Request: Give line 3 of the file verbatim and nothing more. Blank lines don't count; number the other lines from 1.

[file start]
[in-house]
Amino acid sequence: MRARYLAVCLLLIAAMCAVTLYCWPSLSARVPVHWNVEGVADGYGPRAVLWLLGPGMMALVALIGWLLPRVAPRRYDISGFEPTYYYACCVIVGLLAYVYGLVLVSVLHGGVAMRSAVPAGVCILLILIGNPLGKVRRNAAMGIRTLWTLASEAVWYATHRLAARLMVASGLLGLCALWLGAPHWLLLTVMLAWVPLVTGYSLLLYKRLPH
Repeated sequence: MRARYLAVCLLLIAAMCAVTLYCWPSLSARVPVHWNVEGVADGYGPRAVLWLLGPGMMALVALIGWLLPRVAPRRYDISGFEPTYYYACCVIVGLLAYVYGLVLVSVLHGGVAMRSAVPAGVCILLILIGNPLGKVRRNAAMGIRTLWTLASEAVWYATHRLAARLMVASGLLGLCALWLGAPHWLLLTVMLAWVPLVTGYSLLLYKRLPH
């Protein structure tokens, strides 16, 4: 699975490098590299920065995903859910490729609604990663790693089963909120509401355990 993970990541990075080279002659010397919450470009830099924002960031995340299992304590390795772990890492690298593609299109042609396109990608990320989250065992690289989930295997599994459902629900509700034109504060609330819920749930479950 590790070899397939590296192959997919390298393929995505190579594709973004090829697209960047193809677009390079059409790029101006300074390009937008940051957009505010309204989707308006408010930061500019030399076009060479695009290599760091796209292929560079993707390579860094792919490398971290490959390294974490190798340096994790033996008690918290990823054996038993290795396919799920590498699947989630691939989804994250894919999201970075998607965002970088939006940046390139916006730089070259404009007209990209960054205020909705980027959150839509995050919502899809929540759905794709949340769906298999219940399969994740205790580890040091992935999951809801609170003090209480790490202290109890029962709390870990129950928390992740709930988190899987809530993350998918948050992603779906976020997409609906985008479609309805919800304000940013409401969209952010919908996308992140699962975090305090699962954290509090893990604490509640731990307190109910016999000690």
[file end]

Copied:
Repeated sequence: MRARYLAVCLLLIAAMCAVTLYCWPSLSARVPVHWNVEGVADGYGPRAVLWLLGPGMMALVALIGWLLPRVAPRRYDISGFEPTYYYACCVIVGLLAYVYGLVLVSVLHGGVAMRSAVPAGVCILLILIGNPLGKVRRNAAMGIRTLWTLASEAVWYATHRLAARLMVASGLLGLCALWLGAPHWLLLTVMLAWVPLVTGYSLLLYKRLPH